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A network-based classification model for deriving novel drug-disease associations and assessing their molecular actions.

Oh M, Ahn J, Yoon Y - PLoS ONE (2014)

Bottom Line: The growing number and variety of genetic network datasets increases the feasibility of understanding how drugs and diseases are associated at the molecular level.These quantified scores were used as features for the prediction of novel drug-disease associations.Our classifiers using Random Forest, Multilayer Perceptron and C4.5 showed a high specificity and sensitivity (AUC score of 0.855, 0.828 and 0.797 respectively) in predicting novel drug indications, and displayed a better performance than other methods with limited drug and disease properties.

View Article: PubMed Central - PubMed

Affiliation: Department of Computer Engineering, Gachon University, Seongnam, Korea.

ABSTRACT
The growing number and variety of genetic network datasets increases the feasibility of understanding how drugs and diseases are associated at the molecular level. Properly selected features of the network representations of existing drug-disease associations can be used to infer novel indications of existing drugs. To find new drug-disease associations, we generated an integrative genetic network using combinations of interactions, including protein-protein interactions and gene regulatory network datasets. Within this network, network adjacencies of drug-drug and disease-disease were quantified using a scored path between target sets of them. Furthermore, the common topological module of drugs or diseases was extracted, and thereby the distance between topological drug-module and disease (or disease-module and drug) was quantified. These quantified scores were used as features for the prediction of novel drug-disease associations. Our classifiers using Random Forest, Multilayer Perceptron and C4.5 showed a high specificity and sensitivity (AUC score of 0.855, 0.828 and 0.797 respectively) in predicting novel drug indications, and displayed a better performance than other methods with limited drug and disease properties. Our predictions and current clinical trials overlap significantly across the different phases of drug development. We also identified and visualized the topological modules of predicted drug indications for certain types of cancers, and for Alzheimer's disease. Within the network, those modules show potential pathways that illustrate the mechanisms of new drug indications, including propranolol as a potential anticancer agent and telmisartan as treatment for Alzheimer's disease.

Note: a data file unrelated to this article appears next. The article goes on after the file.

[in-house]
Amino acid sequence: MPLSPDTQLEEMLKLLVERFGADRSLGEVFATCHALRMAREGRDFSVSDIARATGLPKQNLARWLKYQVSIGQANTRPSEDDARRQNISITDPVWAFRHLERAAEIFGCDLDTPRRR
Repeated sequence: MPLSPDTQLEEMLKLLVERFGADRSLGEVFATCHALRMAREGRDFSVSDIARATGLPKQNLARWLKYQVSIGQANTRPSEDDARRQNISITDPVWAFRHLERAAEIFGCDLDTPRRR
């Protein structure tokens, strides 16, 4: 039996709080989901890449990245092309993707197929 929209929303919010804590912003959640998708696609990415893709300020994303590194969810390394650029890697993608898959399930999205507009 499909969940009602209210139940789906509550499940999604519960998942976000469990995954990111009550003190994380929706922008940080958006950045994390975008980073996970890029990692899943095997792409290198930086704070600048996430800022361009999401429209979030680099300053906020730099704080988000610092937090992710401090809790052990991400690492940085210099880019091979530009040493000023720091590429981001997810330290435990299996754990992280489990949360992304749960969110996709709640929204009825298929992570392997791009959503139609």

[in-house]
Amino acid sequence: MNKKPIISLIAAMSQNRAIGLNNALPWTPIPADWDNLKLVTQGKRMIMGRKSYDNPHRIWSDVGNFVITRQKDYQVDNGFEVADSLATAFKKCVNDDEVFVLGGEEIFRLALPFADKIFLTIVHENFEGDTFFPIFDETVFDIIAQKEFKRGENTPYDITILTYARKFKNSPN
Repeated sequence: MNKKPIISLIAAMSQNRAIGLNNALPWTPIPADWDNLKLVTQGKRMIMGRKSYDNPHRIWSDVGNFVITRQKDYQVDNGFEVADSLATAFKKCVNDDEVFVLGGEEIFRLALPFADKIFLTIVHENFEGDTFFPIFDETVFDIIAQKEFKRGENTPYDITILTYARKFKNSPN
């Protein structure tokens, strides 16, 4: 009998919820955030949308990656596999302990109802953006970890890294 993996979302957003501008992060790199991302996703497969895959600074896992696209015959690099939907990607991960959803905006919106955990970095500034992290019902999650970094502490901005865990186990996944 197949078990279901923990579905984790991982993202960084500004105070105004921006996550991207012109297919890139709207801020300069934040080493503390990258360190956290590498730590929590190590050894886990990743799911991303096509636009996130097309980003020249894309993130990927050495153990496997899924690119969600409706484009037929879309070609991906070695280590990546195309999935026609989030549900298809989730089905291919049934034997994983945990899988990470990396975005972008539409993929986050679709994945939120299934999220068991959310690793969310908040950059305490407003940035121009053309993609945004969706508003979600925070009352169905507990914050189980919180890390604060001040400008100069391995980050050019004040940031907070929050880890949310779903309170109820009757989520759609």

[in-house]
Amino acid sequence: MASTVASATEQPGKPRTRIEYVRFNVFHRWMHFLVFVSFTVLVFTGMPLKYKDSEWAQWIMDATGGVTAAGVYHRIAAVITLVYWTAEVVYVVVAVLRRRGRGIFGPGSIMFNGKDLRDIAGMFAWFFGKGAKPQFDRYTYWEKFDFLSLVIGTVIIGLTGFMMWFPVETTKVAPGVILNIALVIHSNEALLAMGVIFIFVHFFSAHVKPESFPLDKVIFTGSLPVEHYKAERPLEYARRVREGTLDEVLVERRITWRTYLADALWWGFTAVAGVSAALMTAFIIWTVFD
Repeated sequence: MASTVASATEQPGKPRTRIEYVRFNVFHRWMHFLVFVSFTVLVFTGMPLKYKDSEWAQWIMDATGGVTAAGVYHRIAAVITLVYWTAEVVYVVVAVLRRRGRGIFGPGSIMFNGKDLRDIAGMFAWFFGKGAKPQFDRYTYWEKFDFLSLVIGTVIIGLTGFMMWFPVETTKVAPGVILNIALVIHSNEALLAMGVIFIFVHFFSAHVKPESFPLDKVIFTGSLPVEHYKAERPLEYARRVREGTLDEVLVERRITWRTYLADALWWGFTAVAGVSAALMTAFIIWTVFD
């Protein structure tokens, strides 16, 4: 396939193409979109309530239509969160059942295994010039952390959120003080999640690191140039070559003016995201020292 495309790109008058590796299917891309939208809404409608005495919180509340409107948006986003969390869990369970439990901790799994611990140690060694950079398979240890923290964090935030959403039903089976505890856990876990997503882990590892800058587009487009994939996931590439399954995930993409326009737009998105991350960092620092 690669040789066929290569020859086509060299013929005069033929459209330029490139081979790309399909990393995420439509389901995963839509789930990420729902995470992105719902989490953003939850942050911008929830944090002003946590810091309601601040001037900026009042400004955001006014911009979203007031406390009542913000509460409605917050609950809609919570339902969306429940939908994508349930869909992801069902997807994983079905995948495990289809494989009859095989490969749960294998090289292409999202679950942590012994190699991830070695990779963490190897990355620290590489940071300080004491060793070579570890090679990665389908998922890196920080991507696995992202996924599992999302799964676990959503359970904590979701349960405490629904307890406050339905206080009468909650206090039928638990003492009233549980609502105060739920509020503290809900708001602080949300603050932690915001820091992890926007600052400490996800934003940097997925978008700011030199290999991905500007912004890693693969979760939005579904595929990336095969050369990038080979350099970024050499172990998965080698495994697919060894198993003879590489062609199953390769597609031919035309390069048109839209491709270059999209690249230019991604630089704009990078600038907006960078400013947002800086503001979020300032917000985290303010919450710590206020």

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Visualization of potential pathway associated with targets of telmisartan and genes related to Alzheimer’s disease.
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pone-0111668-g008: Visualization of potential pathway associated with targets of telmisartan and genes related to Alzheimer’s disease.

Mentions: We depicted the potential pathway starting from telmisartan to Alzheimer’s disease through a gene regulatory network. In Figure 8, angiotensin II receptor (AGTR1) activates MTG1 to translocate group A genes, which activate the transcription of alpha-2-macroglobulin (A2M). On the other hand, group B genes activated by MTG1 inhibit the transcription of A2M. In other words, the signaling of the angiotensin receptor interrupts the transcription of A2M, which mediates the clearance and degradation of Aβ. The angiotensin II receptor blocker telmisartan may work such that the transcription of A2M is not interrupted. In addition, PPARγ, denoted as PPARG, inhibits the transcription of IL2, which plays a role similar to that of MTG1 in that it partially activates genes in groups A and B.